(Bloomberg) — Aviva Plc, Britain’s second-biggest insurer by market value, fell the most since July in London trading after saying it’s in talks to buy Friends Life Group Ltd. for about 5.4 billion pounds ($8.5 billion) in stock.
Aviva said after trading closed on Nov. 21 that it’s offering 0.74 of a share for each share in Friends Life, whose investors would own about 26 percent of the combined company. At last week’s closing share prices, the offer was worth 398.9 pence, a 15 percent premium.
Shares of Aviva fell as much as 4.4 percent and were down 4 percent to 517 pence at 8:22 a.m., while Friends Life rose 7.4 percent to 369.1 pence, the biggest gain in two years. The offer is worth 5.4 billion pounds at current prices. A transaction would be the biggest takeover in the U.K. insuranceindustry in 15 years and create a company with 16 million customers.
“Investors were expecting expansion of general insurance, together with a bigger Asian presence” from Aviva’s strategy, making the Friends Life proposal “an opportunistic detour,” James Shuck, an analyst at UBS AG in London who rates the shares neutral, said in a note to clients.
The deal would need to generate an “unlikely” 300 million pounds of savings to offset the share dilution, he said. Before today, Aviva was up almost 20 percent this year, the best performance in the nine-member FTSE 350 Life Insurance Index. Friends Life was the second-worst performer.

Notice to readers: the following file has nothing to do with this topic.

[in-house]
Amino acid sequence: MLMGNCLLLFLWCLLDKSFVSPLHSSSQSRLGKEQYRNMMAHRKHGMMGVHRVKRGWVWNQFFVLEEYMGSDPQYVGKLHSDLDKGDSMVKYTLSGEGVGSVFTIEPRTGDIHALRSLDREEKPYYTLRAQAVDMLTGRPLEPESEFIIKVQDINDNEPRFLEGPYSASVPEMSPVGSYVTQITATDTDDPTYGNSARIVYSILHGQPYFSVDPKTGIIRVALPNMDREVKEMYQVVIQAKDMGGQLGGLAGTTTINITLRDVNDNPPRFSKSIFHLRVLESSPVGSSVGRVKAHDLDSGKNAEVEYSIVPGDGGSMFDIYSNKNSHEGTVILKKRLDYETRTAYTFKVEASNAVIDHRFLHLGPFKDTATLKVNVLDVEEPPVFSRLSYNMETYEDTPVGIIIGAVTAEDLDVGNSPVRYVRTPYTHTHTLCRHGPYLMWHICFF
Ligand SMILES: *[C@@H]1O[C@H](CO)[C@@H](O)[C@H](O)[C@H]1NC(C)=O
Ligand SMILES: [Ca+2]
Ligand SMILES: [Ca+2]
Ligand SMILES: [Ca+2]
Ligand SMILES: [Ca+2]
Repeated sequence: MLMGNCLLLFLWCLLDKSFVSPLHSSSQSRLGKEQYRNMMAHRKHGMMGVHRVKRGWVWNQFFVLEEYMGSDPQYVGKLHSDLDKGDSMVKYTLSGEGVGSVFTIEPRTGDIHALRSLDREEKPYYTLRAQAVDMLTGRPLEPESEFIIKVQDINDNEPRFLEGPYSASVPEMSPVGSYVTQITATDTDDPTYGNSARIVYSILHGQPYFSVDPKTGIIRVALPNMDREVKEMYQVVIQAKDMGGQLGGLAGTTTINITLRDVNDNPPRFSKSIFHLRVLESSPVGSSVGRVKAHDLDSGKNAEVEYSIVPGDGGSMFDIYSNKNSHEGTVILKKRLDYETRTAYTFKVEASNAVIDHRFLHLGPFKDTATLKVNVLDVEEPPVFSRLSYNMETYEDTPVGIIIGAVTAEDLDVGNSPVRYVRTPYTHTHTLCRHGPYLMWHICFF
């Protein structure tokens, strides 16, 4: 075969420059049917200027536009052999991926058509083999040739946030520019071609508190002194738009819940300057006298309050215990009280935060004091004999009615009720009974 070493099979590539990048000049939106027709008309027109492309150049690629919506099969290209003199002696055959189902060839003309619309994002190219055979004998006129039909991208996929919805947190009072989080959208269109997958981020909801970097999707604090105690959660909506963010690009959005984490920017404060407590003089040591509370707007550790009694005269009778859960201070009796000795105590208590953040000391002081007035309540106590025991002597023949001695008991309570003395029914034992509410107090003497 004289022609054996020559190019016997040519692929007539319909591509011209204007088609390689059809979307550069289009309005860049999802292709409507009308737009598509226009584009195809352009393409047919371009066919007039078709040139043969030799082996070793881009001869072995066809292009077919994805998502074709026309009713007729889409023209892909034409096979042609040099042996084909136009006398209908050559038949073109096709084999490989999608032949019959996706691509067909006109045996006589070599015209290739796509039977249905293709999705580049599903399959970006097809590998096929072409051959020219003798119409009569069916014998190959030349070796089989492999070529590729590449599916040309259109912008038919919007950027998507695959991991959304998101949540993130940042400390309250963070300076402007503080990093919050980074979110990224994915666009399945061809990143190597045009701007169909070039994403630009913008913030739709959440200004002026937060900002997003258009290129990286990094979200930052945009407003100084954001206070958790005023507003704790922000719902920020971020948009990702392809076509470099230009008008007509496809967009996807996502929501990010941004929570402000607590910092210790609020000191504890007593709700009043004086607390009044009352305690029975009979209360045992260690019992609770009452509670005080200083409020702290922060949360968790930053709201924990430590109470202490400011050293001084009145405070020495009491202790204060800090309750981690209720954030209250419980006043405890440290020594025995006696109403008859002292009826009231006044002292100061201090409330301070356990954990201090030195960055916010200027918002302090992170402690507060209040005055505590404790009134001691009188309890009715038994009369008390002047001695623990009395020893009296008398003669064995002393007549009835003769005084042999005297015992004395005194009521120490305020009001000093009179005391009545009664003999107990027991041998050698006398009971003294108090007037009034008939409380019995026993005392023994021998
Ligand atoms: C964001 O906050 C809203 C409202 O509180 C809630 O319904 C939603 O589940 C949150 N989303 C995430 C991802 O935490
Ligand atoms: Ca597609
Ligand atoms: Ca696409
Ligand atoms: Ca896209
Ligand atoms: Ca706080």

Aviva has been seeking to attract more funds to its investment business to cushion the decline in sales of individual annuities after the government scrapped rules forcing retirees to buy the products. It said a deal would more than double the value of the assets it manages for company pension plans and let it reduce costs.
“This deal makes sense in terms of being able to gain scale quickly and be more competitive,” especially in bulk annuities, said Charlie Wilson, a portfolio manager at Thornburg Investment Management Inc. in Santa Fe, New Mexico, who helps oversee $20 billion including Aviva shares.
Friends Life said it’s willing to recommend the key terms of the proposed deal to shareholders. The takeover would be the biggest among British insurers since CGU Plc’s 7.4 billion-pound merger in 2000 with Norwich Union Plc, which created Aviva, according to data compiled by Bloomberg.
The British takeover rules give Aviva a deadline of Dec. 19 to make a formal offer or walk away and, under most circumstances, be banned from making another bid for six months.
“We expect a fight from Friends Life shareholders and this is by no means a done deal,” UBS’s Shuck said.